guideline for name-based web hosting justification

Ted Pavlic tpavlic at
Thu Sep 14 00:27:29 EDT 2000

> Since it looks like it has to be spelled out.  He was making the point
> that you can't compare requiring dialup providers to use dynamic IPs to
> this policy of requiring hosting companies to do named based hosting.  It
> is not comparing apples to apples.  Using dynamic IPs for dialup users had
> very very little downside.  It is a very legitimate, aggreable way to
> conserve IP space.  And most of us readily used dynamic IPs for our dialup
> customers.  Hell, I'm sure for most of us it was technologically possible
> before we even started our businesses.
> Named based hosting is not even close a being a similar situation.

Just a note -- the technology needed to implement a completely name-based
web just does not exist yet.

The dynamic IP policy was implemented AFTER **ALL** of that technology

In ARIN's recent policy changes, they reference IETF drafts as possible
name-based solutions to web providers... Every IETF draft has this paragraph
in it:

   Internet-Drafts are draft documents valid for a maximum of six months
   and may be updated, replaced, or obsoleted by other documents at any
   time.  It is inappropriate to use Internet-Drafts as reference mate-
   rial or to cite them other than as ``work in progress.''

It is just *NOT* appropriate to reference any technology mentioned in an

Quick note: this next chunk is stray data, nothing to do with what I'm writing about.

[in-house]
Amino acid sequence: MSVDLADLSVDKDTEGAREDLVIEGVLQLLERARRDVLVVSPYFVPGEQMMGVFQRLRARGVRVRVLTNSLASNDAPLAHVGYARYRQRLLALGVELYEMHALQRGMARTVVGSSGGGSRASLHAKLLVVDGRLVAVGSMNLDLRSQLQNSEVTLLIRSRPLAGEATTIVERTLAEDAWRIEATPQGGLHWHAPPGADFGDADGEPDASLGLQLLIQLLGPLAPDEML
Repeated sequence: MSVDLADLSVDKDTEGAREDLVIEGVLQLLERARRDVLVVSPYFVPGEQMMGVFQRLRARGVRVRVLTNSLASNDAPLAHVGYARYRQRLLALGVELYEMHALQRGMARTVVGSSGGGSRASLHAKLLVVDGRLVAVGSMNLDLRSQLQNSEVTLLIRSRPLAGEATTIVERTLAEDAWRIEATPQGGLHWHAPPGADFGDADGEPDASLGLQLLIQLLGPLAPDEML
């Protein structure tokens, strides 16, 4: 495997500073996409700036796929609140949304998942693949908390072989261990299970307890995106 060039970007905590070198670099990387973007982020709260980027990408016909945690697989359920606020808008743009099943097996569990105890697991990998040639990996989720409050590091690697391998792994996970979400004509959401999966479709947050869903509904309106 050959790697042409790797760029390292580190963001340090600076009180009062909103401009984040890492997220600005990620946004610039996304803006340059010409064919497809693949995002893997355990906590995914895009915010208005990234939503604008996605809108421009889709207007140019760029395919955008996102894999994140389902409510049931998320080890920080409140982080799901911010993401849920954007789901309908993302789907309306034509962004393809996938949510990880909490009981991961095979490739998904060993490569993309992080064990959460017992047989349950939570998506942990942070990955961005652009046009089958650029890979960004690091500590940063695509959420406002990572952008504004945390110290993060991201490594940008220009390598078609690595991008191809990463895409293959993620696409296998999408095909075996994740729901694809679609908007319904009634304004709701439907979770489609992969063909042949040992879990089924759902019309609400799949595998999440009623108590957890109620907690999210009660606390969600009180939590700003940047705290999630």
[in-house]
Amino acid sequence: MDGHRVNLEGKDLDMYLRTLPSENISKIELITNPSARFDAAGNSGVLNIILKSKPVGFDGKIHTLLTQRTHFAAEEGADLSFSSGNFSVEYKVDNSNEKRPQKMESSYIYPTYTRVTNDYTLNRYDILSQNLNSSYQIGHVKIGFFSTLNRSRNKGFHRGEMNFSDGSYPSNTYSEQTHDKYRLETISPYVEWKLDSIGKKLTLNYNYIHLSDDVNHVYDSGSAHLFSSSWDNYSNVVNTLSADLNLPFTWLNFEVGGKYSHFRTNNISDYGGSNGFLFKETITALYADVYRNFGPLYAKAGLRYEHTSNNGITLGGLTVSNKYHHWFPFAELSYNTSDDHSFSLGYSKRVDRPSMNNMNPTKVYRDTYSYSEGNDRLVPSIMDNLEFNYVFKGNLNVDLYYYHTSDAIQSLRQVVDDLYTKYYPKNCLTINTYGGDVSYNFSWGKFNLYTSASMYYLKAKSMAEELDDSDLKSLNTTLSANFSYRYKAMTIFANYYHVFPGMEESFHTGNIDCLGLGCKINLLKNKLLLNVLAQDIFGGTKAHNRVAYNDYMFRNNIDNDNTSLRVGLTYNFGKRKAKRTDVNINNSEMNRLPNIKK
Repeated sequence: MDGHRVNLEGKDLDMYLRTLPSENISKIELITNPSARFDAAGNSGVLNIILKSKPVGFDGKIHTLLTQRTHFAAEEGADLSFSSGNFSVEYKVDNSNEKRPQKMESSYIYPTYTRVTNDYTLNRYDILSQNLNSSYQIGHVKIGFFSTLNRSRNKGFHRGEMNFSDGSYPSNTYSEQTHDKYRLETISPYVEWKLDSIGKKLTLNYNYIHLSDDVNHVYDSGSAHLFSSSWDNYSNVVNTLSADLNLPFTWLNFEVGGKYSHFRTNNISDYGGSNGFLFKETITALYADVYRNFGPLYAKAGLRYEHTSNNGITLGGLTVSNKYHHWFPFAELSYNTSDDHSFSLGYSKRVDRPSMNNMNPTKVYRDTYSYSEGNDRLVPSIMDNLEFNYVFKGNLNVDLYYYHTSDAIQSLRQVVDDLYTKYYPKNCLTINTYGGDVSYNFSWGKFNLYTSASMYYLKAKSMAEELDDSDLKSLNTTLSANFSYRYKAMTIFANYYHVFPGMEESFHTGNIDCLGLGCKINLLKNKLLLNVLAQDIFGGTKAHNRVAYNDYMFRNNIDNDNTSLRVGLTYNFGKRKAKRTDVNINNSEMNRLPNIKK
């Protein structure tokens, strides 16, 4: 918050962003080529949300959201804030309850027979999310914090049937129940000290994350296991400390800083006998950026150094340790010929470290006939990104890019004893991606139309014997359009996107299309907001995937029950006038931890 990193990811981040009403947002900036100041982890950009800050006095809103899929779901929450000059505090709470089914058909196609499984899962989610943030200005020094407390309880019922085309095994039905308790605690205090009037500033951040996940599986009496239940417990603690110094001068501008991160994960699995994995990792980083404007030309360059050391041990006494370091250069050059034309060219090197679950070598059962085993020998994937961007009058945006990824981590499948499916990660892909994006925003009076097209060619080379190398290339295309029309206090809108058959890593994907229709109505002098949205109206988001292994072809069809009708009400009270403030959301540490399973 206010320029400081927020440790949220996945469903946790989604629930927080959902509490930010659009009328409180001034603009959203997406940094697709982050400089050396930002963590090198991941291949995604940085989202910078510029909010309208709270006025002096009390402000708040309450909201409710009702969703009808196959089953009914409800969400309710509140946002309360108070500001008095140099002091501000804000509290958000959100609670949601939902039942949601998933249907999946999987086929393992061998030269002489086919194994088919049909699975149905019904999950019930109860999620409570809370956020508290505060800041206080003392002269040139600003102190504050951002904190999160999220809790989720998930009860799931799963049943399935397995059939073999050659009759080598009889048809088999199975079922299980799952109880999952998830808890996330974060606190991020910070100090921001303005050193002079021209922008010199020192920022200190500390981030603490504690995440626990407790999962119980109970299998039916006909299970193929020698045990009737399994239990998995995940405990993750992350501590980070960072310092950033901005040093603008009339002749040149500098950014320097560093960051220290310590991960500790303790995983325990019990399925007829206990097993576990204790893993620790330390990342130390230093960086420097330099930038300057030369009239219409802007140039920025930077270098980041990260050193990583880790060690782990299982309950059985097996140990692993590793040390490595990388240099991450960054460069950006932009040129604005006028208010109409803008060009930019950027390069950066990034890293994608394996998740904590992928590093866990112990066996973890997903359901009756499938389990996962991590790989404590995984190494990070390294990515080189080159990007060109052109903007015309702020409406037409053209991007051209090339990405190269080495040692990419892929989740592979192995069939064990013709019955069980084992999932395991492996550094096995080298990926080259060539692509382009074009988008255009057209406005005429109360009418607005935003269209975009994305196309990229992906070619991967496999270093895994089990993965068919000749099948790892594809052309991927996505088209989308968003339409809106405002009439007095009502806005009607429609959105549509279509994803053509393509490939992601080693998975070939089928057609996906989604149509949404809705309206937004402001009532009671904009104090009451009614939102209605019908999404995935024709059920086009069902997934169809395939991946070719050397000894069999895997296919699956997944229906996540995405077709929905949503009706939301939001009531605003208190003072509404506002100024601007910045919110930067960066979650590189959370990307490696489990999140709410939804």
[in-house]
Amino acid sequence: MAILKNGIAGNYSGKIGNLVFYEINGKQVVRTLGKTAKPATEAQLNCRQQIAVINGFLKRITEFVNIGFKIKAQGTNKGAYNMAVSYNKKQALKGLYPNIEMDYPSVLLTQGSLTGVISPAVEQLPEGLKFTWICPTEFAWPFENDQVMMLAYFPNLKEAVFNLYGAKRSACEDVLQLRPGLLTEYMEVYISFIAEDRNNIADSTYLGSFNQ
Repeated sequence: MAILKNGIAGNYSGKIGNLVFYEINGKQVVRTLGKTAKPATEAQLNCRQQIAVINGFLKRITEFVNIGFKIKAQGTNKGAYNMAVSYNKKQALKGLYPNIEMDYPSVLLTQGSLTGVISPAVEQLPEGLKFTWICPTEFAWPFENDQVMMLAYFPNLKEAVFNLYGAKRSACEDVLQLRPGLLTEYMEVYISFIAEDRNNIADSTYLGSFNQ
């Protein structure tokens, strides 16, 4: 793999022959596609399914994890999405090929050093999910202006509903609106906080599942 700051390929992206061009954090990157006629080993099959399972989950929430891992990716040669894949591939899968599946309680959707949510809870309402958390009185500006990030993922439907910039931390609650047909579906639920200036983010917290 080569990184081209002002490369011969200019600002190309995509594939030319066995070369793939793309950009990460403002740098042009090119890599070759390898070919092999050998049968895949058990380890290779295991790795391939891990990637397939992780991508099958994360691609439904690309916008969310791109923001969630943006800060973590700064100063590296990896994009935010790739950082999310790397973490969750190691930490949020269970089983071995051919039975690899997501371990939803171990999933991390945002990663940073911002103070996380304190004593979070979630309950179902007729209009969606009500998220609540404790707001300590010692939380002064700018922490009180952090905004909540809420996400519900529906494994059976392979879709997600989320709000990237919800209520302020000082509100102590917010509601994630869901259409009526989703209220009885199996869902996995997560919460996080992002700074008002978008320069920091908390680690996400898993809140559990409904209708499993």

IETF draft.

The fact is the Internet just IS NOT ready for name-based hosting.

Another example of name-based RESISTANT technology which causes problems for
web hosting providers are the Microsoft FrontPage Server Extensions, a
necessity for some webhosting clients.

It is just clear that the proper research wasn't done before the policy
changes. These changes could have been proposed for some form of vote...

These sort of changes cause major factions to form on the Internet... things
become political.... It seems like ARIN has decided to regulate an interest
which is hardly as much of a threat to IP allocations as other interests as
if ARIN has been influenced by deep-pocket ISPs. That just isn't right.

> It's just plain stupid to go around spouting that name based hosting is as
> easy to accomplish (full scale) as it is to give a dialup user a dynamic
> IP or have lots of your users use NAT.

I really see no downside to using NAT. Some might argue that it will cause
problems with Internet gamers and such... but there are plenty of NAT
algorithms which allow for the NATting of various different gaming
protocols, just as there are plenty of NAT algorithms which allow for FTP to
be NATted without any trouble (both passive and port)... All of these
technologies *EXIST* currently, which is the big thing.

And if NAT isn't good enough for a couple of users, then have them get a
one-to-one NAT from their ISP specifically for them.

As someone pointed out in ARIN policy, @Home, one of the biggest cable
providers, has over 2.3 MILLION IP addresses. Verio, one of the biggest web
providers, has only about 500 THOUSAND IP addresses. Even if @Home were to
get rid of HALF of its IP addresses, that'd be a LOT more than Verio could
do if it got rid of all of its IP addresses.

I just don't think that non-webhosters have thought the whole thing through.

All the best --
Ted Pavlic
Systems Engineer
NetWalk Communications
CallTech Communications, LLC
CPT Communications, Inc.
tpavlic at

More information about the ARIN-PPML mailing list